Rep. Boren won't seek reelection, giving GOP pick-up opportunity

In a surprise announcement, Rep. Dan Boren (D-Okla.) said Monday that he won’t run for reelection next year, a decision that could hinder his party's chances of reclaiming the House majority.

“I have made the decision not to seek reelection next year for another term in Congress," Boren said. "It was based on the demands of constant campaigning, and most importantly, spending too much time away from my family, which includes two very young children."

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He promised to remain focused on his official duties and thanked his family, staff and supporters.

Boren, 37, is the only Democrat in Oklahoma's five-seat House delegation, and his district is ripe territory for the GOP. In 2008, Sen. John McCain (R-Ariz.) carried it with 66 percent of the vote. The district was previously held by Sen. Tom Coburn, a staunchly conservative Republican.

Democrats need a net gain of 24 seats to retake the gavel from Speaker John Boehner (Ohio) next year.

Boren's decision to quit came as a shock to Oklahoma Democrats, who don't have a clear successor. "I never had any idea that he was not planning to run for reelection," said Wallace Collins, the state party chairman.

Collins said state Sen. Jim Wilson (D), who challenged Boren in a primary last year, could run again.

"I'd have to say he'd be the first name that comes to mind," said Collins.

Wilson challenged the four-term incumbent in the primary last year after Boren bucked his party on healthcare and voted against the Democrats' reform bill. He easily survived the primary and handily won reelection in November, with 57 percent of the vote. He was one of the 26 lawmakers in the House's formerly 54-member Blue Dog coalition to survive the 2010 Republican wave.

He was a top GOP target last cycle and was expected to be such again in 2012.

The National Republican Congressional Committee called Boren "the last of a dying breed of Democrats who are no longer welcome" in the party.

Possible candidates on the GOP side include state Sens. George Faught and Josh Brecheen, former state lawmaker Tad Jones and 2010 nominee Charles Thompson.

State GOP Chairman Matt Pinnell said he wasn't worried about a tough primary.

"I think primaries are healthy," he said. "The primary was healthy two years ago for Charles Thompson."

Coburn's blessing could be key for the Republicans. "If there's a kingmaker in the 2nd congressional district, it would be Tom Coburn. It's Tom's old seat," said Pinnell, who noted the state party would stay neutral in the primary.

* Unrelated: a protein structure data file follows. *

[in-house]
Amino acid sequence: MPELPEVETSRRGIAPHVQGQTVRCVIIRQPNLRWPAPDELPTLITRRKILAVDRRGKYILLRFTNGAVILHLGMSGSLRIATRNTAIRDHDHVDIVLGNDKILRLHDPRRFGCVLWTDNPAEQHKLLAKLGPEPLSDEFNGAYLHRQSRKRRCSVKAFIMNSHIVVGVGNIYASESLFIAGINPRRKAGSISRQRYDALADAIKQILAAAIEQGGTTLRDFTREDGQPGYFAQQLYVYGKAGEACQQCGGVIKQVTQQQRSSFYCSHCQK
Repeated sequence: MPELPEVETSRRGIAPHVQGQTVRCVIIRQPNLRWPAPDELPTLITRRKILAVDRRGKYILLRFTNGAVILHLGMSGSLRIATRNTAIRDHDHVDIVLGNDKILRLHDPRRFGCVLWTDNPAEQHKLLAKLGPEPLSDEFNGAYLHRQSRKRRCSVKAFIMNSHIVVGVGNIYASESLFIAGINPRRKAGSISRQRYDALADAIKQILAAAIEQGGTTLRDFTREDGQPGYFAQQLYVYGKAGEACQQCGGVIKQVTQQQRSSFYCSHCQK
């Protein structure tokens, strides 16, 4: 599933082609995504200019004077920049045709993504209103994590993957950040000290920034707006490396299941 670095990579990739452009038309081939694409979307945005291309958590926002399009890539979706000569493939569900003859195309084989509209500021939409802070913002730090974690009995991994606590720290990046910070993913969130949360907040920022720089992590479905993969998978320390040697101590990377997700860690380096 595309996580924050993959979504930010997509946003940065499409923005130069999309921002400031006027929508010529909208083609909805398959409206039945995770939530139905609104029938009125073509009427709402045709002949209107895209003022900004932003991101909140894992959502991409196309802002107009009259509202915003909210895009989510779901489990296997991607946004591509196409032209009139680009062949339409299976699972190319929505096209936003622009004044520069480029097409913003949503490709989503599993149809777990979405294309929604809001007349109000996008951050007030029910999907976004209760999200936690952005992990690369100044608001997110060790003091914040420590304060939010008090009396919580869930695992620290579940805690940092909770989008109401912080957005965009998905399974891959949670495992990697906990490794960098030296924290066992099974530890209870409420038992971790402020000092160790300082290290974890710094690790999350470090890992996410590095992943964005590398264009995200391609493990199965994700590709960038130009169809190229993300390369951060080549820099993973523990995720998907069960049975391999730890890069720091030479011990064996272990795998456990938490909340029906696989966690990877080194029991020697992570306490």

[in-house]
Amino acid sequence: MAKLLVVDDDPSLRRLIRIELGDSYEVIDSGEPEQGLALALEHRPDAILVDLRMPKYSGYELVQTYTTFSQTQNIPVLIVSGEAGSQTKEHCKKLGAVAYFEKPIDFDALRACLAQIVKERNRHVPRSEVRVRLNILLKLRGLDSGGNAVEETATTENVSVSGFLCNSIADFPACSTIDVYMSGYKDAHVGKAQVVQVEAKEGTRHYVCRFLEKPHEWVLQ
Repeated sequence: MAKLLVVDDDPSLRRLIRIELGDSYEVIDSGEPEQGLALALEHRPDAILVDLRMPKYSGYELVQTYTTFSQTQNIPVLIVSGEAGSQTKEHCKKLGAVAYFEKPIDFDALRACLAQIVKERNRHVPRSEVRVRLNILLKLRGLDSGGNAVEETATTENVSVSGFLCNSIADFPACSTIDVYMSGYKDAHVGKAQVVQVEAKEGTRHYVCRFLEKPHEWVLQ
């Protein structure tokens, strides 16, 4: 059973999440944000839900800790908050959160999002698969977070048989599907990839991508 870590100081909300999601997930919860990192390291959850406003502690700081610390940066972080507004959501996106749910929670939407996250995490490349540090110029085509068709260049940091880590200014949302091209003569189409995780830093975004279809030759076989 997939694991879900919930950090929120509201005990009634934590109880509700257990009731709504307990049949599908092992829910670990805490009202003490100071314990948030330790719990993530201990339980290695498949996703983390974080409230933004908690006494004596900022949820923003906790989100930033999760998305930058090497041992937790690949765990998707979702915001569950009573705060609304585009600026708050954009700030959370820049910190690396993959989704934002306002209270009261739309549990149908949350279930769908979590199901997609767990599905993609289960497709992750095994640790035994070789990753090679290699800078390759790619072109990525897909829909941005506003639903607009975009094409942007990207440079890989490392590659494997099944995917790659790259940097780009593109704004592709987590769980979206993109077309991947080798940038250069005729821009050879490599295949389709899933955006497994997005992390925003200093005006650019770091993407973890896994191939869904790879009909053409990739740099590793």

Meanwhile, Coburn's 2004 opponent, former Democratic Rep. Brad Carson, said Tuesday that he plans to run for the seat. Carson raised more than $6 million for his race against Coburn — some $1 million more than the Republican — though he lost by 12 points.

The Democrats could also benefit from the more than $1 million Boren has banked in his campaign account.

Democratic Congressional Campaign Committee Chairman Steve Israel (N.Y.) expressed confidence Democrats would retain the seat.

"We look forward to electing a Democrat next November who will fight against the Republicans’ plan to end Medicare and will represent the middle class families of this district," he said in a statement.

Retirements could be an issue for Israel as he looks to reclaim the House majority.

Eleven Democratic House members retired before the 2010 midterms. Eight of those open seats were claimed by Republicans, who captured a total of 63 seats last November.

The Senate Democratic leadership has been pressuring its members to make decisions early about leaving office so they can better prepare for the open-seat races. But Israel said last week he wasn’t pressuring his members to make that call.

“Republicans have more to lose from their rumored retirements than we have,” Israel said. “That’s because, if you look at the Republican rumored retirements, they’re in districts that we can win. So the retirement dynamic disfavors Republicans and favors us.”

Boren is the first House incumbent to retire this year and not seek higher office.

He announced his decision at a press conference in Muskogee, his hometown, possibly ending a long Oklahoma political dynasty.

The congressman's grandfather, Lyle Boren, served in the House during the first half of the 20th century, and his father, David, served in the Senate and held the governor's office. His family's political clout help Boren get elected to the House in 2004 at 31.

-- This story was last updated at 4:52 p.m.

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